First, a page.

Fire Emblem Echoes: Shadows of Valentia
A revival of a 1992 Famicom game that never made it out of Japan, there's more to Echoes than a mere history lesson.
On the battlefield, Fire Emblem Echoes: Shades of Valentia is a delightful look into the simpler combat of Fire Emblem's past. Elsewhere, it carefully guides the series forward into new territory. There's not as much depth as I expect from this series, but whether I was exploring 3D forests, shrines, and caves in a series first, or learning first hand why Fire Emblem's early entries are considered a formidable challenge, it was usually good old-fashioned fun.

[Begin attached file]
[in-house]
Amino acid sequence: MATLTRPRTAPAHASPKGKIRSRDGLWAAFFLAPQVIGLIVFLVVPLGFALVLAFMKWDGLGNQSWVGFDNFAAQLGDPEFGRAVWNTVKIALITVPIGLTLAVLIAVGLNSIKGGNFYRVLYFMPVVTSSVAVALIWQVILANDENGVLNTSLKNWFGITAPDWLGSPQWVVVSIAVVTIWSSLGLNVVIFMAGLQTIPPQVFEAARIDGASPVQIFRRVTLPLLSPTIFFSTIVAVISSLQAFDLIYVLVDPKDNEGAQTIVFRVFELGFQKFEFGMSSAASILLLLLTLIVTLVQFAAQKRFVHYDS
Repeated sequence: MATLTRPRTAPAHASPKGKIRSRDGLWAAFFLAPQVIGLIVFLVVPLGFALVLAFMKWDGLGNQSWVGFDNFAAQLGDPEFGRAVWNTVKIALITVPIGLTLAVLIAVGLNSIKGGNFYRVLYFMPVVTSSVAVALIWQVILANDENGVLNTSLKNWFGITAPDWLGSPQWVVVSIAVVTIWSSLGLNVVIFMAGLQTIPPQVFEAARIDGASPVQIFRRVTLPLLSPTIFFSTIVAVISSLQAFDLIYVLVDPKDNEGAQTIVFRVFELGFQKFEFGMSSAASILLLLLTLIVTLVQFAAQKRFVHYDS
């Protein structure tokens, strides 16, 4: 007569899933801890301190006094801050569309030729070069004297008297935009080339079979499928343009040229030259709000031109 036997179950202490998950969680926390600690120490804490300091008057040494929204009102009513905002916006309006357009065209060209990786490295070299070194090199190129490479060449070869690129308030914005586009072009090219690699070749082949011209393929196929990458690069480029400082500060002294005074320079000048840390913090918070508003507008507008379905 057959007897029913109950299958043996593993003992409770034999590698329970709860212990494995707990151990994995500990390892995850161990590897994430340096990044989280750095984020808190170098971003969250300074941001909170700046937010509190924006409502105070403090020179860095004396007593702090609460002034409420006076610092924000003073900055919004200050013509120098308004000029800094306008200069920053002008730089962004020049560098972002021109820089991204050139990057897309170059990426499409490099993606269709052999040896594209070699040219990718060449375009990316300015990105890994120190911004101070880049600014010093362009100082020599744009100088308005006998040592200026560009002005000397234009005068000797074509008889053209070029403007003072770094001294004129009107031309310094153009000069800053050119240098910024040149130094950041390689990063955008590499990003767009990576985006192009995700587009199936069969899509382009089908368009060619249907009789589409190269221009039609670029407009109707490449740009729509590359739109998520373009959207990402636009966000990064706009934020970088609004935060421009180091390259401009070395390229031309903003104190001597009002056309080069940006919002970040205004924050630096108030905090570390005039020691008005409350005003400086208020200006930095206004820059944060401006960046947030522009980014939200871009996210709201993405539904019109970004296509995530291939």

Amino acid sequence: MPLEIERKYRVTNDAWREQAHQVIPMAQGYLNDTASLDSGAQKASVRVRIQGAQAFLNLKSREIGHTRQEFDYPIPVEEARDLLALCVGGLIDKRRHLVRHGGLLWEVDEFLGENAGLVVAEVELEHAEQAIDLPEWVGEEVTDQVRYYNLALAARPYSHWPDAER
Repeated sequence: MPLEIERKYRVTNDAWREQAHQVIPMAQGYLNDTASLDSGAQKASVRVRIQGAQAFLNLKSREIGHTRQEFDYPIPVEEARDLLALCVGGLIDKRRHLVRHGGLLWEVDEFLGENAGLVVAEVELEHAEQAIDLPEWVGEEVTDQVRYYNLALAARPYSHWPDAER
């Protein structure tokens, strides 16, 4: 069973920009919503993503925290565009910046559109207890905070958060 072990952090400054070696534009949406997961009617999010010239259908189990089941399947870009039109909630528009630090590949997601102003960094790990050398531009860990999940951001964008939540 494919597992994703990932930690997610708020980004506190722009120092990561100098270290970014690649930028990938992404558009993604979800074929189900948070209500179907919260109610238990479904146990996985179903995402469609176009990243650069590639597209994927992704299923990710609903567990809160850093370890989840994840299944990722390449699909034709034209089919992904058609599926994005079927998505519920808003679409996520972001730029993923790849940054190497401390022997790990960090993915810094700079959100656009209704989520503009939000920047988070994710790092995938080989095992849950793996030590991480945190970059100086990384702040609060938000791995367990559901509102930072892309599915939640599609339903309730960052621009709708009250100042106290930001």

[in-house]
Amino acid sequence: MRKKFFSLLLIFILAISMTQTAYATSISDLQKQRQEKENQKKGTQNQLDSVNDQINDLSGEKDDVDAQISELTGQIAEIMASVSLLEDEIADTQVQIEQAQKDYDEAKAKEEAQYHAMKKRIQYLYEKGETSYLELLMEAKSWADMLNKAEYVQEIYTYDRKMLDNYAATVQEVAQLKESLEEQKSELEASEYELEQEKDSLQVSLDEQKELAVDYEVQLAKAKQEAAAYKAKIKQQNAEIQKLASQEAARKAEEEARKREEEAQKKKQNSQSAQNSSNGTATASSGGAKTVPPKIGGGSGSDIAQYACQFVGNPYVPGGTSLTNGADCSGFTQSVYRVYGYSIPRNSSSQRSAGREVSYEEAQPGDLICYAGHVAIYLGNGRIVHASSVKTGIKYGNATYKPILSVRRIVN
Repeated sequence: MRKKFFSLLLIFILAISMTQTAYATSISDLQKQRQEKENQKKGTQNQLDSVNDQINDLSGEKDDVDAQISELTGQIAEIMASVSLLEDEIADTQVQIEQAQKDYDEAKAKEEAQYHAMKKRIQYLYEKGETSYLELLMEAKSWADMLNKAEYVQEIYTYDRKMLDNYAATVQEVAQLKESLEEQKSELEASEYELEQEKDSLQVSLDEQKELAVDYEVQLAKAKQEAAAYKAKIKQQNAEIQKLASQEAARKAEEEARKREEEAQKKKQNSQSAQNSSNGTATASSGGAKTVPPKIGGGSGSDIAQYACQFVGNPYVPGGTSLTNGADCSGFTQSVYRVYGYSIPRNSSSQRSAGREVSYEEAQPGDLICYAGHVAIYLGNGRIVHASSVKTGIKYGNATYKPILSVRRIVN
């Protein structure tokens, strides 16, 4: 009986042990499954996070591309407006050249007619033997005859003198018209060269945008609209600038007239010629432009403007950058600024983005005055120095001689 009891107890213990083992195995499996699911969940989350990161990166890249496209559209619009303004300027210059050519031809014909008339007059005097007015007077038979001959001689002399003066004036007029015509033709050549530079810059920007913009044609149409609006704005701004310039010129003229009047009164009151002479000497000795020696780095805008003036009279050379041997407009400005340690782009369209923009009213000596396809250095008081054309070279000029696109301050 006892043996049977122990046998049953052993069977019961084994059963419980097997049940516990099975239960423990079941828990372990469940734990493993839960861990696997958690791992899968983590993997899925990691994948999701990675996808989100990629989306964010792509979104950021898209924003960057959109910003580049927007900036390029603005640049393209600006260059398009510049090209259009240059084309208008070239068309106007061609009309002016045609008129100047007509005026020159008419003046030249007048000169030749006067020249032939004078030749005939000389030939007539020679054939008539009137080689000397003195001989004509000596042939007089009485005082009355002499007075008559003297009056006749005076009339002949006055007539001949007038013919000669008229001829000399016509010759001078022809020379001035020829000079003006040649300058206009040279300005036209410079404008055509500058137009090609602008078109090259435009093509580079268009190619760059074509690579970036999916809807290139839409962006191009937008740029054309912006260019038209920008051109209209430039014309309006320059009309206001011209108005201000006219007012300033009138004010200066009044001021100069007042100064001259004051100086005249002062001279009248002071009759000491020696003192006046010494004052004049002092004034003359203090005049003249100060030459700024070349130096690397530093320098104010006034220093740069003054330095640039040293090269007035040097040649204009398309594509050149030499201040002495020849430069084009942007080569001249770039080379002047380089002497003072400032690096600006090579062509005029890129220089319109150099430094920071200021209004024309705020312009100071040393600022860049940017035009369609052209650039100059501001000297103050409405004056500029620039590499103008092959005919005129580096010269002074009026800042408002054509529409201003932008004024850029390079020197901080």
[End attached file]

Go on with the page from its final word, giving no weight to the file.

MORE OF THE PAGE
Far from the quick-and-dirty update it might have been, Shadows of Valentia is no Awakening, but an enlightening and worthwhile history lesson.
The perfect jumping on point for both new players and those wanting to fill in the gaps in Fire Emblem lore, although the game lacks the depth of more modern entries.
Provides the challenge hardcore players seek, but the experience comes with its fair share of frustrations
Shadows of Valentia commits to its dated systems, for better and worse
Fire Emblem Echoes' combat and exploration work so well that you won't lament the absence of the series' recent dating-sim whims.
The combat, although robust, tends to frustrate and the story, although impeccable in presentation, doesn't quite feel as sweeping and romantic as previous titles on the 3DS.
I both love and hate this game. The bulk of the package is so good that it's tempting to forgive its unbalanced difficulty. But alas, the combat comprises the majority of the game, putting Shadows of Valentia's more obnoxious qualities front and center. It's worth checking out, but be ready to be immensely frustrated.